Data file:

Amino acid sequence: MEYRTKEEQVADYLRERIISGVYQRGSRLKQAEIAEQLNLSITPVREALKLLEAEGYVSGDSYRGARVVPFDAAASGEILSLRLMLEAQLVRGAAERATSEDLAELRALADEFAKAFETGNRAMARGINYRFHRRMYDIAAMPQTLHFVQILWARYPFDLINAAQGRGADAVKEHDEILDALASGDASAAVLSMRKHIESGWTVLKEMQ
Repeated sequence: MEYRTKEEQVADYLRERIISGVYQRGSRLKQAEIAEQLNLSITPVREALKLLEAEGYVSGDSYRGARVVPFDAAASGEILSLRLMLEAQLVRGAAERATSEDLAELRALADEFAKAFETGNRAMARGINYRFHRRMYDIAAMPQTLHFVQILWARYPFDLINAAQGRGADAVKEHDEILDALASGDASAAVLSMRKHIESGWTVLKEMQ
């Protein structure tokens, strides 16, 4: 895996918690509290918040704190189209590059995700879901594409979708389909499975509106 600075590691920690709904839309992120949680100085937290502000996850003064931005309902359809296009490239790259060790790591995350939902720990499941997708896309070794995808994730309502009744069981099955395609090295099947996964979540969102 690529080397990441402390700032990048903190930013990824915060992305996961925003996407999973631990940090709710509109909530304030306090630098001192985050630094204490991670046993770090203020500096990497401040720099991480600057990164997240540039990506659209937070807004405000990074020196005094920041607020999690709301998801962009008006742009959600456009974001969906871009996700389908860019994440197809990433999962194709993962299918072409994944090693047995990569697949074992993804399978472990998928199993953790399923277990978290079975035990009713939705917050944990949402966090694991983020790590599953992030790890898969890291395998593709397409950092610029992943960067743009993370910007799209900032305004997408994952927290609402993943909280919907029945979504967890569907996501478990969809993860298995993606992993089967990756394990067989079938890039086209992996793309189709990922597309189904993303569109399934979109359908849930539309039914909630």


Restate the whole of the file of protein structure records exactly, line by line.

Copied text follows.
Amino acid sequence: MEYRTKEEQVADYLRERIISGVYQRGSRLKQAEIAEQLNLSITPVREALKLLEAEGYVSGDSYRGARVVPFDAAASGEILSLRLMLEAQLVRGAAERATSEDLAELRALADEFAKAFETGNRAMARGINYRFHRRMYDIAAMPQTLHFVQILWARYPFDLINAAQGRGADAVKEHDEILDALASGDASAAVLSMRKHIESGWTVLKEMQ
Repeated sequence: MEYRTKEEQVADYLRERIISGVYQRGSRLKQAEIAEQLNLSITPVREALKLLEAEGYVSGDSYRGARVVPFDAAASGEILSLRLMLEAQLVRGAAERATSEDLAELRALADEFAKAFETGNRAMARGINYRFHRRMYDIAAMPQTLHFVQILWARYPFDLINAAQGRGADAVKEHDEILDALASGDASAAVLSMRKHIESGWTVLKEMQ
């Protein structure tokens, strides 16, 4: 895996918690509290918040704190189209590059995700879901594409979708389909499975509106 600075590691920690709904839309992120949680100085937290502000996850003064931005309902359809296009490239790259060790790591995350939902720990499941997708896309070794995808994730309502009744069981099955395609090295099947996964979540969102 690529080397990441402390700032990048903190930013990824915060992305996961925003996407999973631990940090709710509109909530304030306090630098001192985050630094204490991670046993770090203020500096990497401040720099991480600057990164997240540039990506659209937070807004405000990074020196005094920041607020999690709301998801962009008006742009959600456009974001969906871009996700389908860019994440197809990433999962194709993962299918072409994944090693047995990569697949074992993804399978472990998928199993953790399923277990978290079975035990009713939705917050944990949402966090694991983020790590599953992030790890898969890291395998593709397409950092610029992943960067743009993370910007799209900032305004997408994952927290609402993943909280919907029945979504967890569907996501478990969809993860298995993606992993089967990756394990067989079938890039086209992996793309189709990922597309189904993303569109399934979109359908849930539309039914909630």